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Blog: Teaching With Canadian Books

Books to Inspire Storytelling (With Tech Tools to Capture the Tales)

Twice a month, we invite an educator to share their perspective on essential books for your classroom. To apply to become a contributor, please send us an email!

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At the beginning of each summer, as school is winding its way to the end, I inevitably pull out my books of ghost stories. I spend some quality time with the likes of Henry James, Robertson Davies, and Shirley Jackson and think back to when I was a child, roasting marshmallows and telling spooky tales over a campfire on a warm summer night. There are so many kids I see in my library with amazing and inventive stories to tell. Unfortunately some of these stories are never told, as the writing process does not come easily for everyone. Here is a list of books to inspire the oral tradition of storytelling and some tech tools that can help to capture these magical tales from the vivid imaginations of our students.

Podcasting

Two humorous stories about Coyote make up the book Coyote Tales by Thomas King, illustrated by Byron Eggenschwiler. In “Coyote Sings to the Moon,” Coyote causes the moon to become angry and hide at the bottom of the pond, in a tale explaining why coyotes howl at the moon. “Coyote’s New Suit” is the hilarious story of Coyote stealing the furs of animals, forcing them to steal pe …

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Leading Students on a Path of Self-Discovery: Sadia by Colleen Nelson

Twice a month, we invite an educator to share their perspective on essential books for your classroom. To apply to become a contributor, please send us an email!

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Reviewing Sadia

As a fifteen-year-old adjusting to life in high school, Sadia begins to realize that growing up in Winnipeg brings many challenges. Balancing school work, extra-curriculars, and relationships, all while trying to discover yourself is a daunting task. Sadia faces pressure from her family, peers, and herself, while trying to figure out where she fits in.

When the new school year begins, Sadia’s best friend has started de-jabbing. This poses a real dilemma for Sadia as she has difficulty understanding why her friend would all of a sudden start lying to her parents.

This novel can serve as inspiration for many of our students. Living in a multicultural society means accepting everyone for who they are. Traditional rules need to be adjusted, and Sadia’s story serves as a prime example. She loves to play basketball and is a vital member of her school team. At an annual tournament, some of the opposing teams take issue with a piece of Sadia’s clothing — her hijab. Just when she thinks there is no hope, Sadia receives inspiration from an unlikely source.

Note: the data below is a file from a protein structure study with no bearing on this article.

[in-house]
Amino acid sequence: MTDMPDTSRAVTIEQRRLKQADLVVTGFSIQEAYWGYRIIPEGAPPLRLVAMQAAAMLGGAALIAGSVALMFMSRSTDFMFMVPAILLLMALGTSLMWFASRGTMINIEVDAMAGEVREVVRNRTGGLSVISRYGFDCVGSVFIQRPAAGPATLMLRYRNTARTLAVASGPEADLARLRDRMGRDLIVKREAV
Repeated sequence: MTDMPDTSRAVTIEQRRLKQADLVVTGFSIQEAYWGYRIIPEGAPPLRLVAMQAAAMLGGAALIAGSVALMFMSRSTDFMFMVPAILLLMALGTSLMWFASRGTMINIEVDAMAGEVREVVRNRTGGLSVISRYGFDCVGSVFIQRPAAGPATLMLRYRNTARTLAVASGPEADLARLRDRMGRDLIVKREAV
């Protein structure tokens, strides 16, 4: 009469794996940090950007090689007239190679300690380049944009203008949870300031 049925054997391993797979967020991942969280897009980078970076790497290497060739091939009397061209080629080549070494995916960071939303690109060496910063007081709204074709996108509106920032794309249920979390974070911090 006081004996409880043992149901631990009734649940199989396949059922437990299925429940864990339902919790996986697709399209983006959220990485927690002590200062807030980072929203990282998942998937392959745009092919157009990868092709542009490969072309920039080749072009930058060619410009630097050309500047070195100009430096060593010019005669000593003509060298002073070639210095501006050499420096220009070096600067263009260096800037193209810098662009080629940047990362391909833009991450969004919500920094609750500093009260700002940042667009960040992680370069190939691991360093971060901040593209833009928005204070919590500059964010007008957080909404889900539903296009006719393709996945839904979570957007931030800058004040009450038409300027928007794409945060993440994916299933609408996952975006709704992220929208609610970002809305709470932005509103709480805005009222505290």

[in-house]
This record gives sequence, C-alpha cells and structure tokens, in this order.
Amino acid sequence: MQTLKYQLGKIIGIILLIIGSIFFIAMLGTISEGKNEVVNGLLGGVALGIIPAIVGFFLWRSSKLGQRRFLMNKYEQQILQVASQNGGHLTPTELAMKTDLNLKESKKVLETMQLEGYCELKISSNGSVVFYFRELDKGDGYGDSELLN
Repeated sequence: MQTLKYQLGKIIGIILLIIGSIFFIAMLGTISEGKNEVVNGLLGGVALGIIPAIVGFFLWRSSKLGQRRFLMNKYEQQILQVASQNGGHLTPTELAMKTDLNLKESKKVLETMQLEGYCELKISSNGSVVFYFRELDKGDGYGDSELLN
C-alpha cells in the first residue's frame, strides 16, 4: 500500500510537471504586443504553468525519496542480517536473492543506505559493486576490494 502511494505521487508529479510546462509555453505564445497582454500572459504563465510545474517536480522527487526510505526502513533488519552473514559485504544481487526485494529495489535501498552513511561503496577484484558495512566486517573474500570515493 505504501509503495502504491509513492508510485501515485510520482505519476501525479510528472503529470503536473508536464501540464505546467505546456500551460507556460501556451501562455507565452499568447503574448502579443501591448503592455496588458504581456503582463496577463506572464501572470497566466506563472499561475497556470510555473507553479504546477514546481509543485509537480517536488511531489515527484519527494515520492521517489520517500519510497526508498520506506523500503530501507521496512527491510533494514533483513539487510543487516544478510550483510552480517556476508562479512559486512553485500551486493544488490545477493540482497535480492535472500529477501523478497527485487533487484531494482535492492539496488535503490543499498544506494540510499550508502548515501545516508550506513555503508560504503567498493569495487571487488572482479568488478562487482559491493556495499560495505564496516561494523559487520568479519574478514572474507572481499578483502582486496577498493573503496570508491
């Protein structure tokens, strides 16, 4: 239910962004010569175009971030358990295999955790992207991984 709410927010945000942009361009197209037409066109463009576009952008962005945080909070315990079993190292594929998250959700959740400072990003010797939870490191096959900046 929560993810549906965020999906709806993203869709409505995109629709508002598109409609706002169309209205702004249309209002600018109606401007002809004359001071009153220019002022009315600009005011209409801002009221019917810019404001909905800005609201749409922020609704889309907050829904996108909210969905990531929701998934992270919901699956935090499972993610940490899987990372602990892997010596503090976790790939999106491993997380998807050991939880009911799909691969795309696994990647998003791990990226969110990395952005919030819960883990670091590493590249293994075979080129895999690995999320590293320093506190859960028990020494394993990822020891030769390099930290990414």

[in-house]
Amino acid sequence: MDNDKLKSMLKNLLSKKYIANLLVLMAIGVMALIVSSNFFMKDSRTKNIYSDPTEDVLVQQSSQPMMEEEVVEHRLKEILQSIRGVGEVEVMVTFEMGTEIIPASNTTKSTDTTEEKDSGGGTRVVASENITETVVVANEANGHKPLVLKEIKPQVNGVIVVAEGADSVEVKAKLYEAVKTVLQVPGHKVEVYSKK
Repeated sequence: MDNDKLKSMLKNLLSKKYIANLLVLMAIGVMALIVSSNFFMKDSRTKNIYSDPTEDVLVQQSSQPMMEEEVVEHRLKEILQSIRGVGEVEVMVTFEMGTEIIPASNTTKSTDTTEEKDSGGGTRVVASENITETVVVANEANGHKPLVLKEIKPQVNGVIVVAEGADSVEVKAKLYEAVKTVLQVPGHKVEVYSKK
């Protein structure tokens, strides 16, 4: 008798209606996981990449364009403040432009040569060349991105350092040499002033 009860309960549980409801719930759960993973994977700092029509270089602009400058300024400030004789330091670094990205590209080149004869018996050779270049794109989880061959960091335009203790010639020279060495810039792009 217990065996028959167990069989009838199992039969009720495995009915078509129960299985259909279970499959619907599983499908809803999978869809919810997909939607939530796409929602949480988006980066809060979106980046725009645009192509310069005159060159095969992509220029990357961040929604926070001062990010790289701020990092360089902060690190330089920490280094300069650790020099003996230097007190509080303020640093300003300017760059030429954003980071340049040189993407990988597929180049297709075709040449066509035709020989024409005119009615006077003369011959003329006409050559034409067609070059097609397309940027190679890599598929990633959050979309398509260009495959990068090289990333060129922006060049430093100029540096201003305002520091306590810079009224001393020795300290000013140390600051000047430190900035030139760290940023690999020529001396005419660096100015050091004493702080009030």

Curriculum Connections

During the sto …

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Exploration and Creative Play with Loose Parts

Twice a month, we invite an educator to share their perspective on essential books for your classroom. To apply to become a contributor, please send us an email!

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The new initiative for my school library in September is the addition of a loose parts area in the library makerspace, where students will have the opportunity to play with different materials and use them to explore literacy, numeracy, and art. One of the features I love about loose parts is that they are all reusable; the learning can be captured with a photograph or video and then the creation can be taken apart. I have already gathered some natural loose parts (shells, sticks, twine, rocks, pinecones etc.) along with buttons, beads, Lego, blocks, small electronic items like motors and a number of recycled materials. As with all the learning tools in my makerspace, I like to add picture books as prompts for exploration. Here are just a few that may inspire your students to become creators.

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Windblown by Édouard Manceau is a simple picture book featuring colourful paper shapes that are b …

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Resilience, Social Justice, and Race: Reviewing Jael Ealey Richardson's The Stone Thrower

Twice a month, we invite an educator to share their perspective on essential books for your classroom. To apply to become a contributor, please send us an email!

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It can be very difficult to tell two stories in one book, especially in a work of nonfiction, but this is something Jael Richardson does  masterfully in her debut book The Stone Thrower. In this beautifully written memoir, Jael sets out on a path of discovery to find out how her father, football legend Chuck Ealey Jr., became one of the best quarterbacks in history and why he chose to end his illustrious career. While conducting this exploration of her father’s life, she also explores her own life and what it was like to grow up as a young Black woman in Canada. Even though this book is a tale of two stories, there are common themes that feature prominently in both.